It's home, sweet home -- until you get socked with a hefty bill for your homeowners insurance, that is. But the good news is that common discounts can cut the cost of your coverage.
In fact, it's possible to reduce your home insurance premiums by almost a third if you qualify for multiple discounts.
Insurers offer breaks on your bill for a variety of reasons -- such as a reduction in the risk that you'd file a big claim, says Chris Hackett, director of personal lines policy for the Property Casualty Insurers Association of America. In other cases, it's to keep your business, he says.
Here are eight common home insurance price breaks and how much money they can save you.
1. Bundled policies discount
Buy your home, auto and other insurance from one company to save big, says Jack Hungelmann, an insurance agent in Minnesota and author of "Insurance for Dummies." Insurers offer this discount so you'll be less likely to leave, Hackett says. "If you just had your auto insurance with Geico and you wanted to go get some quotes, it would be really easy for you to move," he says.
Savings are typically around 20 percent, but you might save as much as 30 percent, according to Allstate. In some cases, total savings can add up to $500 or more per year. "You can save a pretty good chunk of money," Hungelmann says.
2. New roof or special materials discount
Getting a new roof is pricey, but an insurance discount can put a little bit of that cash back in your wallet. A new roof is much less susceptible to wind damage, Hungelmann says, adding that wind can catch and pull off loose shingles on older roofs.
Some insurers offer a discount for using certain impact-resistant roofing materials, usually certain types of asphalt shingles that protect against hail damage, Hackett says. This price break can save you 15 percent, he says.
3. Security system discount
If you have a service that monitors your home 24/7 for fire and burglary, you can shave about 15 percent off your premium, Hackett says.
"This reduces the likelihood of a giant fire or burglary loss," he says. You may also get discounts for smoke alarms or sprinklers.
But an alarm system might run $30 a month, so it could end up costing more than the $150 or so it will save you, Hungelmann says.
But, also consider the fact that you're reducing your chances of a big claim that could cost you the amount of your deductible. "I highly recommend it," Hungelmann says of getting a monitoring system.
This is why it's important to know exactly what homeowners insurance covers under your policy.
4. Raising your deductible discount
Bumping up your homeowner insurance deductible from $500 to $2,000 can save you an average of 16 percent, according to a study commissioned by insuranceQuotes.com. "It's always a good idea," Hungelmann says of a deductible increase.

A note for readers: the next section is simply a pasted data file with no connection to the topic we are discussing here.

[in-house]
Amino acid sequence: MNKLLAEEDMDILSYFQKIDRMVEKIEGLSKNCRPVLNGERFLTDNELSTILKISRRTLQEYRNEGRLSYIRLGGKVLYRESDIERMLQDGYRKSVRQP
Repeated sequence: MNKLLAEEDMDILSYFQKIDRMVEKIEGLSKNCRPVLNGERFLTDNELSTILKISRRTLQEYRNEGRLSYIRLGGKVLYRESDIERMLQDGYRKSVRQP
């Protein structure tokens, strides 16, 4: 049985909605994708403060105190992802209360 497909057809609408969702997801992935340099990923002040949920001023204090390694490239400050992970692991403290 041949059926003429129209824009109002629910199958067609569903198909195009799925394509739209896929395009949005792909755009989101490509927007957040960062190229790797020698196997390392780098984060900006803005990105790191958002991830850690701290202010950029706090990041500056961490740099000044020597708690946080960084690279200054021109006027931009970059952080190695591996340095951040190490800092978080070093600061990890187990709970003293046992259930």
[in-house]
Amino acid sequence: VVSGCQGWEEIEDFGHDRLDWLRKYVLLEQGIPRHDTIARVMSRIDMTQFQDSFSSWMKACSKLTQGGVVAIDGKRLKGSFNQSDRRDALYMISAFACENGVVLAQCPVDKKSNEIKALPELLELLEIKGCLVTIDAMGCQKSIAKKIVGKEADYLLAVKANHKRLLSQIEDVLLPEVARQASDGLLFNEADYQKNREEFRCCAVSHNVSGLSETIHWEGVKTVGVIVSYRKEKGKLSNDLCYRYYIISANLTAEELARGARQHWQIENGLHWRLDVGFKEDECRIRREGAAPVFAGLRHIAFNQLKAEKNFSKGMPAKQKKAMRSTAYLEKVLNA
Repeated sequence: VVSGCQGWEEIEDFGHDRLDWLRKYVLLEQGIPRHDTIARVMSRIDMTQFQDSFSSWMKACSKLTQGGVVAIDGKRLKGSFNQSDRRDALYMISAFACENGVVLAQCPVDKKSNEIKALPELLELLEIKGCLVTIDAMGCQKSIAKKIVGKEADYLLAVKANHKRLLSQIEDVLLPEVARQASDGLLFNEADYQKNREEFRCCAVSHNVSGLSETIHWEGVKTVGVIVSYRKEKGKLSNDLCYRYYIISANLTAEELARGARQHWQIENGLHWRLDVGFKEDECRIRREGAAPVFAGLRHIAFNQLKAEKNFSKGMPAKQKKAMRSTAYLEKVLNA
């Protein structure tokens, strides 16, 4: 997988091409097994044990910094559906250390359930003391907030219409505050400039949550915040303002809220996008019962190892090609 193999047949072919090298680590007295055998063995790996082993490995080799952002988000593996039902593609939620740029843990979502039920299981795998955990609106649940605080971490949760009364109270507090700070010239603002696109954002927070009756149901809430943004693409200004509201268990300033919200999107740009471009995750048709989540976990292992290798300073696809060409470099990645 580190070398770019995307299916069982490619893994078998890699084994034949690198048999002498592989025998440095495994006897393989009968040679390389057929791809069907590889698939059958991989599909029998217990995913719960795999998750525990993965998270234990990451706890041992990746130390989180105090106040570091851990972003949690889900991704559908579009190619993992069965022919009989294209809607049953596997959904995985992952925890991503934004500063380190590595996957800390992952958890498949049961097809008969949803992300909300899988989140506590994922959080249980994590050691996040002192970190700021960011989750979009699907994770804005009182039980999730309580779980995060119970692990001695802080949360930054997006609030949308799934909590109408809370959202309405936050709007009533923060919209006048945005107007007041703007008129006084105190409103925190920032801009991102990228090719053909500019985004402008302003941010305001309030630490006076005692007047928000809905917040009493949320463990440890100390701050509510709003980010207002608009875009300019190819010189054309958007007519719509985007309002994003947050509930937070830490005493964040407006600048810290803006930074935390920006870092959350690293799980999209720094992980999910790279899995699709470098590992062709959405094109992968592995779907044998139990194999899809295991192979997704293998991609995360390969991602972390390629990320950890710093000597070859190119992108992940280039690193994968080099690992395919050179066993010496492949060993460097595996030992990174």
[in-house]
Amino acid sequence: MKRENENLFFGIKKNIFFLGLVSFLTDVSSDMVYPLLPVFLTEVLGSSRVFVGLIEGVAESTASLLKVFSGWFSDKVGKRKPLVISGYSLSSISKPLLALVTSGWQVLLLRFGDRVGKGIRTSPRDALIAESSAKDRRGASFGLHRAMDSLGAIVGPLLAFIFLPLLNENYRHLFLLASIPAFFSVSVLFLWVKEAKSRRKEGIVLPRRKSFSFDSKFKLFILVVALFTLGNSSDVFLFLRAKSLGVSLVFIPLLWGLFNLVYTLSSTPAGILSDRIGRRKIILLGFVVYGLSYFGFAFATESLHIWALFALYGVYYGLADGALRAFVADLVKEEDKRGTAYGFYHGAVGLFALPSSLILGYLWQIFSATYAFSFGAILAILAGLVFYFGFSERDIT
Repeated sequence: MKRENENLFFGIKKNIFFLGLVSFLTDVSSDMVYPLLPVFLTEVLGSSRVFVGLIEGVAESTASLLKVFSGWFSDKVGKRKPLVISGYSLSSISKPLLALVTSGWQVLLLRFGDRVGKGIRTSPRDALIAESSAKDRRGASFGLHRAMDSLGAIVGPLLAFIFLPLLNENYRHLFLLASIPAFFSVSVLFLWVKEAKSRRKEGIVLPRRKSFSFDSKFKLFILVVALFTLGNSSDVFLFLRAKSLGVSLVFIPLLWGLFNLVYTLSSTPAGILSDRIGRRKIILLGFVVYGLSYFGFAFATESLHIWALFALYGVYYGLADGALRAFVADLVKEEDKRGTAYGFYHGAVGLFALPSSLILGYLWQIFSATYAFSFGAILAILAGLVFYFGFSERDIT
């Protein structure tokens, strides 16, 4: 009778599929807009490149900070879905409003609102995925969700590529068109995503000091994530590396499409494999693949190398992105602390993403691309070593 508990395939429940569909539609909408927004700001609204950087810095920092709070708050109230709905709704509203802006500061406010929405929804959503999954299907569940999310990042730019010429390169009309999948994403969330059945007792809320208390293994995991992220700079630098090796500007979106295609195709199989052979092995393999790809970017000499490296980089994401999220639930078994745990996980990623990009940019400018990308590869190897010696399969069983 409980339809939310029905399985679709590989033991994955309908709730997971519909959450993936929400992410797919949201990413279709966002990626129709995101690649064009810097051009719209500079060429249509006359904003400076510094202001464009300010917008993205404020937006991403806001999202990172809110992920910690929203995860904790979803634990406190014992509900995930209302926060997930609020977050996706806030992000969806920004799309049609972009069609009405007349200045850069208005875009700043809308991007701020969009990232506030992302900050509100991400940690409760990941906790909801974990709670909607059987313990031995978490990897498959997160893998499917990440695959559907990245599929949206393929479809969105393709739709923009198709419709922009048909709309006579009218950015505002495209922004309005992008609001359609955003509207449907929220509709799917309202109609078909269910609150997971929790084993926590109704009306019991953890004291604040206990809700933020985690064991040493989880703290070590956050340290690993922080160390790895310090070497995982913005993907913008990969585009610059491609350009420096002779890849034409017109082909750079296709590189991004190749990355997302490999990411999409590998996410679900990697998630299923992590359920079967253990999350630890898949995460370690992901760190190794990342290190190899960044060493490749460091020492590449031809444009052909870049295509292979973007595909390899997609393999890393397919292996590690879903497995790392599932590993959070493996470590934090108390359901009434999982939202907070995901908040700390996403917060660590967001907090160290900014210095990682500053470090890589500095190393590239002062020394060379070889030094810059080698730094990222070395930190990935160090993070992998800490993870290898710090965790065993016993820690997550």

Or by going from $500 to $1,000, an average homeowner could save $150 a year, he says.
And if you can swing raising your deductible to $2,500, you can save as much as 25 percent, depending on which state you live in and your circumstances. This savings really adds up, especially if you have a home worth $200,000 to $300,000 or more, Hungelmann says. But don't make your deductible so high it's unaffordable, he says.
"It should be something that may pinch a little, but you can come up with the money," Hungelmann says.
5. Claim-free discount
Some home insurance companies will trim the premiums of policyholders who haven't had a claim, Hackett says. For example, Nationwide offers up to 20 percent off for claim-free policyholders.
6. Auto pay discount
You may be able to get a small discount of about 5 percent by setting up your payment as an automatic deduction from your bank account, Hackett says. Setting up auto pay helps to ensure the policy doesn't accidentally cancel if you forget to pay, which creates an administrative hassle for the insurer, Hackett says.
7. Newly built home discount
If your home is newly built, you're less likely to have something go wrong -- like a pipe bursting or an electrical fire -- that could result in a big claim.
"That's more likely to happen in an older home," Hackett says. Discounts vary by insurer, and generally apply only to brand-new homes, he adds. The discount might stay on the policy for several years, decreasing as the home ages. For example, a 10 percent discount might drop to 5 percent when the home hits 5 years old, Hackett says.
But you could save as much as 30 percent, according to Nationwide.
8. Retiree discount
Some insurers offer discounts for retired policyholders, Hackett says. For example, Allstate offers 10 percent off for people 55 and older.
"Typically, retired folks spend more time at home," Hackett says. "So if a pipe bursts or somebody tries to break into the house or a fire breaks out, they're right there most of the time."
That helps reduce frequency and severity of certain types of losses, he says.
But if you qualify for many of these discounts, don't expect too steep a premium drop. Insurers have overall limits on how much your policy can be discounted -- usually a cap of about 30 percent, Hackett says.
But don't leave money on the table. "Ask about all the available discounts," Hackett says. "It's good to make sure you're getting the most you can."